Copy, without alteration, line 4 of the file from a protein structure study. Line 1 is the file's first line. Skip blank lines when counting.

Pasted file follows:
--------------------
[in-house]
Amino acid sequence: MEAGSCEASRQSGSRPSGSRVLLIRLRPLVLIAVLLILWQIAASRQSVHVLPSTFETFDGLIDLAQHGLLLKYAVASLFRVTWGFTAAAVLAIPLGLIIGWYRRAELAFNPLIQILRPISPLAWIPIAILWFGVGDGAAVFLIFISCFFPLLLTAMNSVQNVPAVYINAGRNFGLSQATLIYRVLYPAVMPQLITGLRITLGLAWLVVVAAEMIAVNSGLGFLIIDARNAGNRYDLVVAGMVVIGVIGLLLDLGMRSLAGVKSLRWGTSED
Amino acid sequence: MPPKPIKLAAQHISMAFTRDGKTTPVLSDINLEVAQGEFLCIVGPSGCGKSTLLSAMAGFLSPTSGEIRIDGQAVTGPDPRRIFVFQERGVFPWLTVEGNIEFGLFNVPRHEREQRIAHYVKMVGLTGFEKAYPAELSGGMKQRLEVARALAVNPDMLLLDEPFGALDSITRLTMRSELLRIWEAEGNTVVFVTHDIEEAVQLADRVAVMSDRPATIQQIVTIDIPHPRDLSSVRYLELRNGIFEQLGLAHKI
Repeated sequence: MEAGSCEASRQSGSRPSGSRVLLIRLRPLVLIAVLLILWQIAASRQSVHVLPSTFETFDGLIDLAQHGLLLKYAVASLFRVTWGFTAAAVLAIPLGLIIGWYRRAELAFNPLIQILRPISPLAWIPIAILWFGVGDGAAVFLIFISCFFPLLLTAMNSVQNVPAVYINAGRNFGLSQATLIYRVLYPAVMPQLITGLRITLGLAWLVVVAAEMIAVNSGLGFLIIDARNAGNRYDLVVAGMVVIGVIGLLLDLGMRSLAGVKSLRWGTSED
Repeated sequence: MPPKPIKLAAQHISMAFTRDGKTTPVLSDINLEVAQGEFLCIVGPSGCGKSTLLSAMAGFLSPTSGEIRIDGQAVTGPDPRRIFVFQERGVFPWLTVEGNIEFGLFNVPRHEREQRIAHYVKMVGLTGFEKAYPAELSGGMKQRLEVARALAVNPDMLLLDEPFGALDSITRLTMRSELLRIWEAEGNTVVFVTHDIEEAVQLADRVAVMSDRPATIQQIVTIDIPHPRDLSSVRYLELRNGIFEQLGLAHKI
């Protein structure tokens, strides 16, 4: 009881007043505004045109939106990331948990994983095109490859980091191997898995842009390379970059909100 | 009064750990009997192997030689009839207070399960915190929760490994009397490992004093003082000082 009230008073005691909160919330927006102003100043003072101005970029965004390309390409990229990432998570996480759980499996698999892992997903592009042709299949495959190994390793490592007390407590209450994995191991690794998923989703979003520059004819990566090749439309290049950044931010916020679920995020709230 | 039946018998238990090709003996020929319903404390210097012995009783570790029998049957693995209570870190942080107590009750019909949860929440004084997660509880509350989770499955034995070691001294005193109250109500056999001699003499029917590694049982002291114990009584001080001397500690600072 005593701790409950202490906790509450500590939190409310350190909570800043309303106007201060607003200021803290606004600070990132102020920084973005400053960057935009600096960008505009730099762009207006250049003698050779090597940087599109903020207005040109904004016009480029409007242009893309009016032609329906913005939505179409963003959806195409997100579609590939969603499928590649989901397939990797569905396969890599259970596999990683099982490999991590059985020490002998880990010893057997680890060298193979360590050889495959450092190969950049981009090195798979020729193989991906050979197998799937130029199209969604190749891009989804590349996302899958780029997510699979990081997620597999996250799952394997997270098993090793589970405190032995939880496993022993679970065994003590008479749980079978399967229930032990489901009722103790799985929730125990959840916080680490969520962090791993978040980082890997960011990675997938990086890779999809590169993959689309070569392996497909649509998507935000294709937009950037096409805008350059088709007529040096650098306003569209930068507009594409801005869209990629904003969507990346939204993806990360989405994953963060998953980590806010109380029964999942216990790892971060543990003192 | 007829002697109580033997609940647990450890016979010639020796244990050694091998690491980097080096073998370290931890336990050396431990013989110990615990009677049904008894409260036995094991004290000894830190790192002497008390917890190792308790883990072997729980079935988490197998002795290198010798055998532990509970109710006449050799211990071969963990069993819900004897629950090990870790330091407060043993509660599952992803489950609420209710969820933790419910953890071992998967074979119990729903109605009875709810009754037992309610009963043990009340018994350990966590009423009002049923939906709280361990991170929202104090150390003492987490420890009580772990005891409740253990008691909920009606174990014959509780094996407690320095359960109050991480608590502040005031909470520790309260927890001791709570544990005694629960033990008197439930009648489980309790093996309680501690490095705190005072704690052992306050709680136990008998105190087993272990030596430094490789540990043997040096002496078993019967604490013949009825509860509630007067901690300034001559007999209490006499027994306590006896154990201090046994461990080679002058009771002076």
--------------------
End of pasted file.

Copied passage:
Repeated sequence: MEAGSCEASRQSGSRPSGSRVLLIRLRPLVLIAVLLILWQIAASRQSVHVLPSTFETFDGLIDLAQHGLLLKYAVASLFRVTWGFTAAAVLAIPLGLIIGWYRRAELAFNPLIQILRPISPLAWIPIAILWFGVGDGAAVFLIFISCFFPLLLTAMNSVQNVPAVYINAGRNFGLSQATLIYRVLYPAVMPQLITGLRITLGLAWLVVVAAEMIAVNSGLGFLIIDARNAGNRYDLVVAGMVVIGVIGLLLDLGMRSLAGVKSLRWGTSED